In the Spring of 2014, I graduated with my Doctorate of Philosophy from the University of South Carolina. After five long years of a rigorous and intense dual Education Specialist and Doctorate of Philosophy program, I was looking forward to nights and weekends again. Additionally, I was seeking a new professional challenge. I had served as principal in the same school for 6 and a half years and our school was able to make dramatic improvements in student achievement. For five consecutive years, our standardized test scores improved. We were proud of our hard work and the success of our students, yet I knew it was time for a new professional challenge. In a discussion with a colleague and fellow administrator, I expressed my desire to embark on a new journey. My colleague agreed that it was indeed an appropriate professional next step for me. She said, “Latoya, face it. You are a turnaround principal.” I accepted what she said at that moment. I had heard the term before. It was a term for principals who had gone into underperforming schools and helped improve their test scores or who were leaders who were able to help their school be removed from the state’s low performing list and those people were considered a rarity in the profession. My next professional move had to be just that if I was going to be able to be seen as a turnaround leader.
I spent the next few years at a low-performing middle school in North Carolina. Using a co-principal model and with the opportunity to work daily with my dearest friend and colleague, Michael Waiksnis. We wanted to improve our school. We implemented professional learning communities, improved the climate and culture as evidenced by the teacher working conditions survey, and after two years of diligence, hard work, sweat, and many tears and frustrations, the school was no longer on North Carolina’s low performing list. We celebrated. We were thrilled that our efforts had manifested in the way in which we needed them to in order to be removed from the low performing list. I went on to undertake a new professional challenge, working with low performing schools at the state level just across the border in my home state, South Carolina.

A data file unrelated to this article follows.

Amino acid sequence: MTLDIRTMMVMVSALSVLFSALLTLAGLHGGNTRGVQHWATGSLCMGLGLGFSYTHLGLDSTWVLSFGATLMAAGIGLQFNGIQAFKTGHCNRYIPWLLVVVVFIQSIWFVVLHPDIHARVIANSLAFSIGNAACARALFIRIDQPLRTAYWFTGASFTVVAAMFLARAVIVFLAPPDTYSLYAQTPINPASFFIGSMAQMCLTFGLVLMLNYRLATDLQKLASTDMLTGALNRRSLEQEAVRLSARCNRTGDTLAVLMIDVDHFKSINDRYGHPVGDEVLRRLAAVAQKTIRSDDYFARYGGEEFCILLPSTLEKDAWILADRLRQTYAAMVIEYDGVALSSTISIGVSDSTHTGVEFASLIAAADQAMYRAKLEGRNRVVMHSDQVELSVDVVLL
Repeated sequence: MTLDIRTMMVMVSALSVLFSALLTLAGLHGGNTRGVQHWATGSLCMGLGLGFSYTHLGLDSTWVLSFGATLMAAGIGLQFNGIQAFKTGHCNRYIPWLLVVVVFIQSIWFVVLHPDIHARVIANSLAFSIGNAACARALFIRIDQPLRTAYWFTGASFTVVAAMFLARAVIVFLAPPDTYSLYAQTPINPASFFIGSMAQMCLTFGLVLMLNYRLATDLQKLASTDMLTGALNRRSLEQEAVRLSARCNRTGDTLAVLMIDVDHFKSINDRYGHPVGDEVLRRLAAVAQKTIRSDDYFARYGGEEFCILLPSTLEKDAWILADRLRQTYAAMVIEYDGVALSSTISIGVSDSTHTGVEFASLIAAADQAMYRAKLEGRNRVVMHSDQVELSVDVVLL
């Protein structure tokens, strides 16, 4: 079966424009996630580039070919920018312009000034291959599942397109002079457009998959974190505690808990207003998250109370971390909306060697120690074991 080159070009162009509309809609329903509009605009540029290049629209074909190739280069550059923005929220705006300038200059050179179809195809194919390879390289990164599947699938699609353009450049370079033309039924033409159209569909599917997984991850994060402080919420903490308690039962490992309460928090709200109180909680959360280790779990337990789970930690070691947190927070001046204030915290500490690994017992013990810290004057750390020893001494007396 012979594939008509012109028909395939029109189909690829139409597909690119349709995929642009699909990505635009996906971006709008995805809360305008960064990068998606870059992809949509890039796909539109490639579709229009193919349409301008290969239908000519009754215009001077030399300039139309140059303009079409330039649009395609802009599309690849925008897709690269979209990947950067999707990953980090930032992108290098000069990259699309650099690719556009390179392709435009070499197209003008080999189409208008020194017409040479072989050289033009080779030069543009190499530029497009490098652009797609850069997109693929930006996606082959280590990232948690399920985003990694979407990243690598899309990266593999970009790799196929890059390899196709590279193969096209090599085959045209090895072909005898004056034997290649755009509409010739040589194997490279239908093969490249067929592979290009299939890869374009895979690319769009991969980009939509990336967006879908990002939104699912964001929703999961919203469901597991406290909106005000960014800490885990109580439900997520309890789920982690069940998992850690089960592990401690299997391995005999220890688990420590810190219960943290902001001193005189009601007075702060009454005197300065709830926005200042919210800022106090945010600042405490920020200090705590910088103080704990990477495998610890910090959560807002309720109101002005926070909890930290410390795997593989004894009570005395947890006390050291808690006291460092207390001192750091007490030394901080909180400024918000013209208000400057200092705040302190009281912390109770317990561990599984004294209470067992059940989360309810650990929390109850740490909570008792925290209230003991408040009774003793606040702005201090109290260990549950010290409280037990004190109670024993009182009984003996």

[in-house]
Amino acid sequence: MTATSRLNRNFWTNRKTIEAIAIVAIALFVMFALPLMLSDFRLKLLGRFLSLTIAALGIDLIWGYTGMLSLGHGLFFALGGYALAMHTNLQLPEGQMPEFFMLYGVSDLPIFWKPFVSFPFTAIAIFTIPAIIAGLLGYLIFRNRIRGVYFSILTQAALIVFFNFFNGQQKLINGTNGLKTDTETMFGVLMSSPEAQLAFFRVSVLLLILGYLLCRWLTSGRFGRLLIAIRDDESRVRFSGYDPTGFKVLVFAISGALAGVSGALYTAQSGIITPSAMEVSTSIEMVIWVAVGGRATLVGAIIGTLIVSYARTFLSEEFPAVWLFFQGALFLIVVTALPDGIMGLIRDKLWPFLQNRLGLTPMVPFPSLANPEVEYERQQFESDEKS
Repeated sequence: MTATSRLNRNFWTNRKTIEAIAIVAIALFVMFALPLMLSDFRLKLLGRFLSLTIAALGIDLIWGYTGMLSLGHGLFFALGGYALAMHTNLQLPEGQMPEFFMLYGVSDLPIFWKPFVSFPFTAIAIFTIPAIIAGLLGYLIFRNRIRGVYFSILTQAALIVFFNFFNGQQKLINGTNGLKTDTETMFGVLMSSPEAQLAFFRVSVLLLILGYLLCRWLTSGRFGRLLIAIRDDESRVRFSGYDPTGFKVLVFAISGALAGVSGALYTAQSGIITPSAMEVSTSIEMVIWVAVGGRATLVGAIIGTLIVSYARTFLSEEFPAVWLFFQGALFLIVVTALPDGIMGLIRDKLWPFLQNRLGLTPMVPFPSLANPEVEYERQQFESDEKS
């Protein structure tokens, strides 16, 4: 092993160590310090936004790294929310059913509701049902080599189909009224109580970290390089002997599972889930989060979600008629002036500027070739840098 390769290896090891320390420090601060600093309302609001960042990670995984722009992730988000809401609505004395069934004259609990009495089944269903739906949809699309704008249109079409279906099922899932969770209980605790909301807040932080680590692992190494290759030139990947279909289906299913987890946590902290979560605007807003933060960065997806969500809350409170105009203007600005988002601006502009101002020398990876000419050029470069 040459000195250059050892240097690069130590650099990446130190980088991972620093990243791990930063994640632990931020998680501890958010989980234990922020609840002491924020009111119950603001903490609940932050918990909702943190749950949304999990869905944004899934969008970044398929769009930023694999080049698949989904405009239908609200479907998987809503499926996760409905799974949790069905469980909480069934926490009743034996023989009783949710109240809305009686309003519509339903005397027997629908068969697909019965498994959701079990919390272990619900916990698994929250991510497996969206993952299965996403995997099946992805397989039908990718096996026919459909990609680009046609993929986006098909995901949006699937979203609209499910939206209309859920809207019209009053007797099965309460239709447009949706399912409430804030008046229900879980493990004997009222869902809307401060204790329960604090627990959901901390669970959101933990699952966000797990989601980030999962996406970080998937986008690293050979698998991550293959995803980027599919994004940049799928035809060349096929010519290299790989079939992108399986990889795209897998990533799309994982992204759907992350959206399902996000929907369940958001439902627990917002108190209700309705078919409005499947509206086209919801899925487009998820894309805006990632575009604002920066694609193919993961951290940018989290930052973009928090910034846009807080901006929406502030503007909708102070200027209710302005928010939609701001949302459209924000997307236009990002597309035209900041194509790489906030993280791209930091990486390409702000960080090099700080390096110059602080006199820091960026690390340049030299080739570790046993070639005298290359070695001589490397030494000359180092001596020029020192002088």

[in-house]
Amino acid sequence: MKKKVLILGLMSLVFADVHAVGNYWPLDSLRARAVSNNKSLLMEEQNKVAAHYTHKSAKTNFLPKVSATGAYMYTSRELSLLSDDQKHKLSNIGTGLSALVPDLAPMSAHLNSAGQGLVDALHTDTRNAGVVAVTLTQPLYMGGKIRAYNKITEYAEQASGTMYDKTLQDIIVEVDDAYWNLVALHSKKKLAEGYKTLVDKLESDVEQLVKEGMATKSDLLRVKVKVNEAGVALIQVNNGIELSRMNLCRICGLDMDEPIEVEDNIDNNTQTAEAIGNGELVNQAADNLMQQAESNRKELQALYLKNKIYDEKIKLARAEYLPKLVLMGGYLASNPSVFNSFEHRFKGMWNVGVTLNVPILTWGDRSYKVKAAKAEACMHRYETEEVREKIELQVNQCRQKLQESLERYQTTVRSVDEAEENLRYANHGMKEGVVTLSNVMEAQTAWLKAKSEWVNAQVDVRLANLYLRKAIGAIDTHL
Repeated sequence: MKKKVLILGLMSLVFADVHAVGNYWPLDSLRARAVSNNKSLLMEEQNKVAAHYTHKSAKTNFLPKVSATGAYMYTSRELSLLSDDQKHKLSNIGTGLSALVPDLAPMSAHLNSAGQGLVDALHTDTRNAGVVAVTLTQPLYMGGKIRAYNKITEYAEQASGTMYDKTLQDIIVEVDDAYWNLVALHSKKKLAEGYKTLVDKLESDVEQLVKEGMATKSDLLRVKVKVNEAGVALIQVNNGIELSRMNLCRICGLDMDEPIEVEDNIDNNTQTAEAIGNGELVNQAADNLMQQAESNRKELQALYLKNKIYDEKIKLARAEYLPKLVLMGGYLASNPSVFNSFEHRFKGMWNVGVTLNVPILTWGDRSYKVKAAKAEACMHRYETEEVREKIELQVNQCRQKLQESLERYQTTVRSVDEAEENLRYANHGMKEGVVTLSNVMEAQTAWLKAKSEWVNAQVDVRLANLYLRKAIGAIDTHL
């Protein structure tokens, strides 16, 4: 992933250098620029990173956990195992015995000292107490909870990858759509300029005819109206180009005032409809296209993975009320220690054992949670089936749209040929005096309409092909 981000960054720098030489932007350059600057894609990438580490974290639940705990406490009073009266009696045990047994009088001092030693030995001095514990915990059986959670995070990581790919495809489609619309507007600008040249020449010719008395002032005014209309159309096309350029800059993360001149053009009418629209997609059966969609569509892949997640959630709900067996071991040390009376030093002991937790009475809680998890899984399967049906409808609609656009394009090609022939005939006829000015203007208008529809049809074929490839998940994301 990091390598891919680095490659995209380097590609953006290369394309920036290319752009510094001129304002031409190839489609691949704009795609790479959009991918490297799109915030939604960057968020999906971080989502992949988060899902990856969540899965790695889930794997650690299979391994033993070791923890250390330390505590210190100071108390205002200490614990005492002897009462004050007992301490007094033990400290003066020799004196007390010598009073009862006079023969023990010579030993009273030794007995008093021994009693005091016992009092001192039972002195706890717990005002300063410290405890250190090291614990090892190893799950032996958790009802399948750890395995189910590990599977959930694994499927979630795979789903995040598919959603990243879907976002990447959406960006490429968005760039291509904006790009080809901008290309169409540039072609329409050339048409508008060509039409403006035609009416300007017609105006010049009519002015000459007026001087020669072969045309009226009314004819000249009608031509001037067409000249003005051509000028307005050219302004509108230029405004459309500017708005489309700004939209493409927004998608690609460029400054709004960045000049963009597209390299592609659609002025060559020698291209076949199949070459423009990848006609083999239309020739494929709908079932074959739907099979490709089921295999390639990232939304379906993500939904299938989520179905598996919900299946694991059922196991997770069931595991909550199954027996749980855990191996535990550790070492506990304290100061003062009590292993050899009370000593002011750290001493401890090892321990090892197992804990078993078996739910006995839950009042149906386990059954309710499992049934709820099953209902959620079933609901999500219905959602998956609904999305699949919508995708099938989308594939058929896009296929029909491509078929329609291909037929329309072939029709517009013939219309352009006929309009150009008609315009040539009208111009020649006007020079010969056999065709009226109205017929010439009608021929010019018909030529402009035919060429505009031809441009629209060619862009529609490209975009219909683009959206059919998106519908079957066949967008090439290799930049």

After nearly 20 years in public education, I must confess something here in this blog: I am not a turnaround leader because turnaround leadership is a myth. That’s right. I said it. I see myself as a transformational leader now, and it’s far more accurate than the trendy word, turnaround, that is used in education far too often. I am sure some are wondering where my ultimate aim might land with this post. If you’re brave enough to consider something different than what others generally believe, keep reading.
When public educators and others use the word turnaround leader or school turn around, what exactly are they referencing? What has to change for a school leader to be considered or categorized as a turnaround leader? In my experience, it seems that the turnaround is only about raising student achievement on a standardized test. What’s often left out of the concept of turnaround are all the other things that also need to be turned around: inequity, teacher and principal retention and recruitment, community and/or district mindset, culture, climate, equitable access and opportunity for students, and more. While we may, in fact, be able to improve test scores in spite of serving high concentrations of low-income students, our ability to raise the test scores of students doesn’t turnaround the other equally and sometimes significantly more important elements that impact students in ways far beyond their K-12 experience.